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Zoom disabled US-based Chinese activist’s account over China’s anti-Tiananmen law

China Censorship (Mike MacKenzie/Flickr)
June 13, 2020

Popular video conferencing platform Zoom temporarily disabled the account of a Chinese pro-democracy advocate based in the United States to comply with local laws in China, where speech is highly censored.

While the account has been reactivated as of Wednesday, it was discovered on Sunday to be disabled for the subject matter of the videoconference: the 1989 Tiananmen Square massacre. Discussion of the June 4 massacre is illegal in China and to comply with the law, Zoom barred participants in China from joining the conference. Some estimates say more than 1,000 people died that day, according to the South China Morning Post.

The videoconference took place on May 31 and saw participants from China listen to testimonies of victims of the massacre, including mothers who lost their sons that day and a Beijing resident who was imprisoned for 17 years for participating in it, according to the account holder, Zhou Fengsuo. The event was the first time so many high-profile participants with direct ties to the movement were in one space, Zhou said.

“Just like any global company, we must comply with applicable laws in the jurisdictions where we operate,” a company spokesman said. “When a meeting is held across different countries, the participants within those countries are required to comply with their respective local laws.”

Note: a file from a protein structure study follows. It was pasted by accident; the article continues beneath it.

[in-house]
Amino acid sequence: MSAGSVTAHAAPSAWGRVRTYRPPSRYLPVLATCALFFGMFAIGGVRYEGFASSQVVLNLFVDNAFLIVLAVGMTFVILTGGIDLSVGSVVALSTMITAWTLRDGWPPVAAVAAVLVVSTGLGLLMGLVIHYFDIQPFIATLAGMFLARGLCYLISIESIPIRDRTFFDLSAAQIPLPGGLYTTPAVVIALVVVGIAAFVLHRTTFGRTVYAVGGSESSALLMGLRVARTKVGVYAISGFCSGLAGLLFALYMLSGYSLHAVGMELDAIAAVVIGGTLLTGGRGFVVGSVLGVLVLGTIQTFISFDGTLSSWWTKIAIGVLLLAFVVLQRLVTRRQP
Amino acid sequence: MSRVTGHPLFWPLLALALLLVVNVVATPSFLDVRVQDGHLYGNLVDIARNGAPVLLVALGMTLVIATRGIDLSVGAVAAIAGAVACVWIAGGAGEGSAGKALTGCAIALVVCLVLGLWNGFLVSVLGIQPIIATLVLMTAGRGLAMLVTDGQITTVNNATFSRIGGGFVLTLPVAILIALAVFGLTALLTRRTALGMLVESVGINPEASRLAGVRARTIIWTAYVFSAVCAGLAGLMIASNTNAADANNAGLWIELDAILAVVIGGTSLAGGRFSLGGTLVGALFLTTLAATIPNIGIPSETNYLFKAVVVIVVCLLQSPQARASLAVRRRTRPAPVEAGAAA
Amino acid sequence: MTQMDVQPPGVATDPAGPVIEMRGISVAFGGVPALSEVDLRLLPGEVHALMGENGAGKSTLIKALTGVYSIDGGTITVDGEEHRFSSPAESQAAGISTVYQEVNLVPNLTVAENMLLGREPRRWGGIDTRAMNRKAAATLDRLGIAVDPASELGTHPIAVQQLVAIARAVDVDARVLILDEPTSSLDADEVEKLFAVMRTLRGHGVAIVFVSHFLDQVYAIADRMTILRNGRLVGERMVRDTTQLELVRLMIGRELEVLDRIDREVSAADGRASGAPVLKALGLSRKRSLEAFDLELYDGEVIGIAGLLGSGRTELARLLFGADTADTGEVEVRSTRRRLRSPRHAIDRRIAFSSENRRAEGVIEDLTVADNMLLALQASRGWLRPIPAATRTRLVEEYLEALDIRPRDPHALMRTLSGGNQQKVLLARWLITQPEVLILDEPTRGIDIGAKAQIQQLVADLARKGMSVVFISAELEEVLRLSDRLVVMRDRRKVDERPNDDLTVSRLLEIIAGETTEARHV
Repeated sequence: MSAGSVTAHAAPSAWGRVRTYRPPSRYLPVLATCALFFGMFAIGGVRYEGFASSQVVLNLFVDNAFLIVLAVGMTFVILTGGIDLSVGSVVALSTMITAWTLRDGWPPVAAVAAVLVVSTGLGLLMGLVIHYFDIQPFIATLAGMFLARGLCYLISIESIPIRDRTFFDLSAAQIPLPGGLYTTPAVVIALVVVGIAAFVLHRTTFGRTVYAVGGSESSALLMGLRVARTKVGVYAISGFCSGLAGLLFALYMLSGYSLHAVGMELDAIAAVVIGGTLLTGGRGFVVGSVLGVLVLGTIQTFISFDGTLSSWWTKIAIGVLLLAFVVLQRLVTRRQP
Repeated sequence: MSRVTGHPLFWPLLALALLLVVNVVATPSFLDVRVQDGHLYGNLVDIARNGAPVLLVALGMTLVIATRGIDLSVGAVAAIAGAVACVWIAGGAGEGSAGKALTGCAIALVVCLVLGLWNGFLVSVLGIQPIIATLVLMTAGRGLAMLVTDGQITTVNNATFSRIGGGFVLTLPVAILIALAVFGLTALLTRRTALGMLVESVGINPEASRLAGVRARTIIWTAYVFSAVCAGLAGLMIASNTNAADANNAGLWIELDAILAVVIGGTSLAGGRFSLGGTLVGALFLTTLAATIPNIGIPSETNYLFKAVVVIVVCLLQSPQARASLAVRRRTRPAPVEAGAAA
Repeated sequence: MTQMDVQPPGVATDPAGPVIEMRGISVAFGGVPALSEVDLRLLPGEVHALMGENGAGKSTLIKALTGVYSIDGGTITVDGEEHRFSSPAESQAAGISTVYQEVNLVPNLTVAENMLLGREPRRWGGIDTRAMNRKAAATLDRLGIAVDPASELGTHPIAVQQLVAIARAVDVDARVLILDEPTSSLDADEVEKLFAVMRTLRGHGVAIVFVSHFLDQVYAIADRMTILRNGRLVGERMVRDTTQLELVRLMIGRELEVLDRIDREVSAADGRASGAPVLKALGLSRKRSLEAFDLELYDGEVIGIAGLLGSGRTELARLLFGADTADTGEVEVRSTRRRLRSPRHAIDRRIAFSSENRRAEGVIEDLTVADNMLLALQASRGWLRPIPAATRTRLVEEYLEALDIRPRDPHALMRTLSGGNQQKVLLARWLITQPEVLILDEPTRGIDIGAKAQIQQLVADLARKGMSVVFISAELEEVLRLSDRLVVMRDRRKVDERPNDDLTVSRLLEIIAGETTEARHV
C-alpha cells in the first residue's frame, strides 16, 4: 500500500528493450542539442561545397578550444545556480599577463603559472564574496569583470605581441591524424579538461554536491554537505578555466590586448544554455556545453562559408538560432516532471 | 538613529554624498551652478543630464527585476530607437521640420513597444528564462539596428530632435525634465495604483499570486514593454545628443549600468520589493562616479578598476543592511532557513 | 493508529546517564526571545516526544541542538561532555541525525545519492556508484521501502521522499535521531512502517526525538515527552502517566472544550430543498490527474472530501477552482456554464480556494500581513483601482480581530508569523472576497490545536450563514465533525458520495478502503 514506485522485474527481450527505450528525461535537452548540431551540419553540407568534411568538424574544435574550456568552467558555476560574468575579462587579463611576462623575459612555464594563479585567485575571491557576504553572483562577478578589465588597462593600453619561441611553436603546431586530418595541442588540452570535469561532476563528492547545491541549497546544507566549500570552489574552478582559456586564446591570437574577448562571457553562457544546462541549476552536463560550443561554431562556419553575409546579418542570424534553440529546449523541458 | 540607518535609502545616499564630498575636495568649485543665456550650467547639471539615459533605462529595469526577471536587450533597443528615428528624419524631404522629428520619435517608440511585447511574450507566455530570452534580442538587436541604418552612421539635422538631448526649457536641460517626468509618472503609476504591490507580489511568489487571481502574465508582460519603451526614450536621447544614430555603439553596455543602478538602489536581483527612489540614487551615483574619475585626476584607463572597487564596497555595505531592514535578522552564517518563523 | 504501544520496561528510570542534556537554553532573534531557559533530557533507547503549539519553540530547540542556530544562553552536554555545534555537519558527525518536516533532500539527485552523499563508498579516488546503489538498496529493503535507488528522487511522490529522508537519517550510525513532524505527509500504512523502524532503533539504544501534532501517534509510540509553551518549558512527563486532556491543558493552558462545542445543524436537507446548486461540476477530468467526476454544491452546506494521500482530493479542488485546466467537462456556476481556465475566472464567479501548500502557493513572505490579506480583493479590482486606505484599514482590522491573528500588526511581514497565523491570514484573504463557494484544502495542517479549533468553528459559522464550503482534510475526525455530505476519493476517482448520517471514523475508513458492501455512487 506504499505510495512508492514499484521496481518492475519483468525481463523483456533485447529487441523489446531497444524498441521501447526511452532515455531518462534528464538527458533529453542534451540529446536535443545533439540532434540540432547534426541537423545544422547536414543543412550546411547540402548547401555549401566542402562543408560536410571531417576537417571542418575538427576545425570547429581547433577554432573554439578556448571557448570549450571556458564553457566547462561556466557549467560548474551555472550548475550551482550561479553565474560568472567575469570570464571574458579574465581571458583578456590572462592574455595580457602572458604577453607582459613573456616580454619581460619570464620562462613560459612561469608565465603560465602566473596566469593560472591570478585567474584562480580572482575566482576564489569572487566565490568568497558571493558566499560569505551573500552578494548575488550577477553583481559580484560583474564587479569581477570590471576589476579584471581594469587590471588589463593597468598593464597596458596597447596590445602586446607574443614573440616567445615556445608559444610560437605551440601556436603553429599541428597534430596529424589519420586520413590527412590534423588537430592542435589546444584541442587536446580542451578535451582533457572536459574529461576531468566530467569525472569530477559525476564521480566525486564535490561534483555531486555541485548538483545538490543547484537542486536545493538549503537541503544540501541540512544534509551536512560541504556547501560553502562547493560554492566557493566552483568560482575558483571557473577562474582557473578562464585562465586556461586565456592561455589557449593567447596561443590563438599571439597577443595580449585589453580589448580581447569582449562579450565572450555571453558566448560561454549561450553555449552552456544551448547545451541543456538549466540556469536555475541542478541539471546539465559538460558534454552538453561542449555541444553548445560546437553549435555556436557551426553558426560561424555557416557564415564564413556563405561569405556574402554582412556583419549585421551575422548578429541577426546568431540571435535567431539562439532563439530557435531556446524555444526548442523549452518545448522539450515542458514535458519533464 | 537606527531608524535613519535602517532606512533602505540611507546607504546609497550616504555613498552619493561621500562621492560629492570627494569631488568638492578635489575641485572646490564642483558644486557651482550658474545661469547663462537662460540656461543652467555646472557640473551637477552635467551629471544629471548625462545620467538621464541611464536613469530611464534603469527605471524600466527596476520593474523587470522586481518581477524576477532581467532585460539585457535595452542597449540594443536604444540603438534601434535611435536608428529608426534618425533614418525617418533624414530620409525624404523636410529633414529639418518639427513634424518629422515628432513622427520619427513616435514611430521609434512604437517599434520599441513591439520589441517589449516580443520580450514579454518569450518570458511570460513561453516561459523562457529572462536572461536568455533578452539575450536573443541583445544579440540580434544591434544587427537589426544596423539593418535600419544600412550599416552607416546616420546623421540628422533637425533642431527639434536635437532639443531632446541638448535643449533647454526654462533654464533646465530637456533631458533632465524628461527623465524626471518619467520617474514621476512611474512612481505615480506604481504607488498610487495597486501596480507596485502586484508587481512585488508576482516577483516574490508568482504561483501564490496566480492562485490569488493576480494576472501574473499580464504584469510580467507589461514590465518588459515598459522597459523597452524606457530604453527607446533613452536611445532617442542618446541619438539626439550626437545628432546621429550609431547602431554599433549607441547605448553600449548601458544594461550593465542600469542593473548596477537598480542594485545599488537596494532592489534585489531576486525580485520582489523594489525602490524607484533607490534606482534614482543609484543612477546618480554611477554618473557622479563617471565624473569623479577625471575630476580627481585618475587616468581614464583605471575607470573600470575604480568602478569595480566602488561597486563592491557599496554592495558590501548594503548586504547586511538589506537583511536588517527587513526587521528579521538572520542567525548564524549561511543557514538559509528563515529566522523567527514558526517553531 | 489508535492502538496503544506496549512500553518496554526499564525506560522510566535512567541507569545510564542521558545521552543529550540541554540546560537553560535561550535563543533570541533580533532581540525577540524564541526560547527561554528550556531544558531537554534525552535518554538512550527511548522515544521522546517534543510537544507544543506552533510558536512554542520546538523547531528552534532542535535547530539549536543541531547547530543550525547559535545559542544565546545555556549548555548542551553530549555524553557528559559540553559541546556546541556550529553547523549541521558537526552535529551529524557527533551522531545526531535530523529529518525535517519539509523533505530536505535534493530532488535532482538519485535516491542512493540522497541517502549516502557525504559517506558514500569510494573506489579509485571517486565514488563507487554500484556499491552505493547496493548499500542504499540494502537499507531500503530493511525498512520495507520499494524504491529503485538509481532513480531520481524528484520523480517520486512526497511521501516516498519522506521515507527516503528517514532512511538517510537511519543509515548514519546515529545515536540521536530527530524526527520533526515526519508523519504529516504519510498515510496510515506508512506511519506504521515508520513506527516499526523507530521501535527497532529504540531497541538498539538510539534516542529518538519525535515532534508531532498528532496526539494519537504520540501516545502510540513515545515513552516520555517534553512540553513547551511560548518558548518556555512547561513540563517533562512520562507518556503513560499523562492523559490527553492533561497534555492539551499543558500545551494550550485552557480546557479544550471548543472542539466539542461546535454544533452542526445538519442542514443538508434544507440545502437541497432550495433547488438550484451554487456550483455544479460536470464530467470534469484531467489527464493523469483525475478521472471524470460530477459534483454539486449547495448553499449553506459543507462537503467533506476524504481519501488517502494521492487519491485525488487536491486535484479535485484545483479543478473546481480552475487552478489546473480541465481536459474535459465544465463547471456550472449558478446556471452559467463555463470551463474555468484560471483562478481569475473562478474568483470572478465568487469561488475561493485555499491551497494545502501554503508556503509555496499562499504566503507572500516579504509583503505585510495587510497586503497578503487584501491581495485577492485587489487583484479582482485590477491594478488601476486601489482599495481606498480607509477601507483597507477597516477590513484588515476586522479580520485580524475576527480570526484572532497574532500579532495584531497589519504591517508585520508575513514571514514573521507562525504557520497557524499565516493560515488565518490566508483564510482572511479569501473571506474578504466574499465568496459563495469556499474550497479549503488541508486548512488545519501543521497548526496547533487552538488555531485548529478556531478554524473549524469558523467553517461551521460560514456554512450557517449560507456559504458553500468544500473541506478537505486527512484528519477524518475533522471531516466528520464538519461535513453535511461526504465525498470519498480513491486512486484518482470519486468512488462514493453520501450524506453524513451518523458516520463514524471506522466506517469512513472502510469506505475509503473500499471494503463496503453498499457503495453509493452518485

Zhou said his account was reactivated on Wednesday, but Zoom did not tell him why it was after he asked.

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Since the discussion of the massacre is illegal, Zhou said he and the organizers “had to keep it secret.” They only started publicizing it two days before on WeChat, China’s most widely used messaging platform.

They began the conference by playing The Wound of History, a Chinese song written to commemorate the June 4 movement.

In a pre-recorded messaged from Beijing, human rights activist Zhang Xianling, a member of Tiananmen Mothers, a group of moms who lost their sons in the protest, condemned the Chinese government’s bloody crackdown.

“Over the past few decades we have been taking a stand against the government, and we demand that the government disclose the truth about the massacre, and immediately apologize and offer compensation,” she added.

The videoconference also featured testimony from Dong Shengkun, who was imprisoned for 17 years for participating in the Tiananmen Square protest.

“The great democratic and patriotic movement of 31 years ago has already been forgotten by many people,” Dong said. “But we have not forgotten, nor can we, because it carries so, so much weight for us.”

Zhou has been censored by the Chinese government before, including recently having his LinkedIn profile blocked in China. Zhang is also under constant surveillance from Chinese authorities.

Zoom’s popularity dramatically spiked since the beginning of the coronavirus pandemic earlier this year. Its number of active daily users now tops 200 million.

The creators of the videoconferencing platform weren’t able to keep up with the demand, so there have been a number of security issues. The Pentagon had to ban using Zoom after reports surfaced revealing major security issues linked to China.